ground, lies the medieval church which is listed grade I and the churchyard of
All Saints. Although an integral part of the medieval complex, the church and
churchyard remain in ecclesiastical use and are therefore totally excluded
from the scheduling.
To the north-east of the churchyard, in the north-east corner of the monument,
lies the second moated area which appears to have been set within a pre-
existing enclosure, so that it now has two sets of ditches on the south and
east sides; the original access to the church appears to have been along the
strip of land between these ditches although the modern access now runs over
the western side of the moated area. The moated area measures 50m north-south
by 40m east-west surrounded by a ditch 4m wide and 0.75m deep.
To the west of this second moated area and to the north of the church is a
square silted pond measuring 38m by 38m and 0.75m deep. The sides of the pond
have been revetted with brick and stone. West of this is a silted up medieval
fishpond measuring 38m by 13m by 1m deep. Further earthworks survive between
this fishpond and the modern farm buildings but are difficult to interpret.
The site at Barmston was occupied from at least the mid 13th century and was
originally part of the Burton Agnes estate. During the 16th century the site
was the main residence of Sir Thomas Boynton, though the estate's principal
house was, and remains, Burton Agnes Hall.
The areas of the modern farm buildings are not included in the area of the
scheduling. The parish church, a grade I listed building and churchyard are
totally excluded from the scheduling. Barmston Old Hall, a grade II* listed
building, and all other buildings within the monument are excluded from the
scheduling, although the ground beneath them is included.

The site of the monument is shown on the attached map extract.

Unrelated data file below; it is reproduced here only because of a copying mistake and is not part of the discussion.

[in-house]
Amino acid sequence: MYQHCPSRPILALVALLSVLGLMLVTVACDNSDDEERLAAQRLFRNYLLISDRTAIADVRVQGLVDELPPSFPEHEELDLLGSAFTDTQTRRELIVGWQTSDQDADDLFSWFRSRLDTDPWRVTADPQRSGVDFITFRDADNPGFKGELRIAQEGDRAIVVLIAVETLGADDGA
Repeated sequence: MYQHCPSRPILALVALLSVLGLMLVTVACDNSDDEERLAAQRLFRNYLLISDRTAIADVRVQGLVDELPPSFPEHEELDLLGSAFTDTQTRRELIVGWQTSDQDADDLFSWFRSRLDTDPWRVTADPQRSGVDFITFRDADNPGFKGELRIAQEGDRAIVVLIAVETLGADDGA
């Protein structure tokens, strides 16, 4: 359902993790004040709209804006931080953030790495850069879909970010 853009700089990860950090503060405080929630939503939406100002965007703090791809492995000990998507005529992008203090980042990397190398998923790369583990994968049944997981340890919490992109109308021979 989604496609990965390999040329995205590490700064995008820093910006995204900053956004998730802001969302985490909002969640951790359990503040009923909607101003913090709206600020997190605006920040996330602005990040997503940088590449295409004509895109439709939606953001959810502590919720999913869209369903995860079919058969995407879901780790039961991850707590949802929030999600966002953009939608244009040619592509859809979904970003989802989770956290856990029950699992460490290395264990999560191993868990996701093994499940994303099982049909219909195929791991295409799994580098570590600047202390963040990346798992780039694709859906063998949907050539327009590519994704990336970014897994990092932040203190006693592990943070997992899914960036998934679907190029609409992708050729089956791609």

Source: Historic England

Reasons for Scheduling

Around 6,000 moated sites are known in England. They consist of wide ditches,
often or seasonally water-filled, partly or completely enclosing one or more
islands of dry ground on which stood domestic or religious buildings. In some
cases the islands were used for horticulture. The majority of moated sites
served as prestigious aristocratic and seigneurial residences with the
provision of a moat intended as a status symbol rather than a practical
military defence. The peak period during which moated sites were built was
between about 1250 and 1350 and by far the greatest concentration lies in
central and eastern parts of England. However, moated sites were built
throughout the medieval period, are widely scattered throughout England and
exhibit a high level of diversity in their forms and sizes. They form a
significant class of medieval monument and are important for the understanding
of the distribution of wealth and status in the countryside. Many examples
provide conditions favourable to the survival of organic remains.

The moated site at Barmston Old Hall Farm survives well and is part of a more
extensive complex of medieval remains including the church, fields and
fishponds. The main moated island will retain evidence of the buildings which
formerly occupied it and the waterlogged moat and fishponds provide conditions
suitable for the preservation of organic materials. Taken as a whole, the
complex, will provide important evidence for medieval occupation and land use
in the area.

Source: Historic England


Books and journals
Bulmer, T, History and Directory of East Yorkshire, (1892), 104
Le Patourel, H E J, Moated site of Yorkshire, (1973), 110
Loughlin, N, Miller, K, Survey of Archaeological Sites in Humberside, (1979), 75
Sheahan, J J, Whellan, T, History and Topography of York and the East Riding, (1855), 402
CUC BWC 024,

Source: Historic England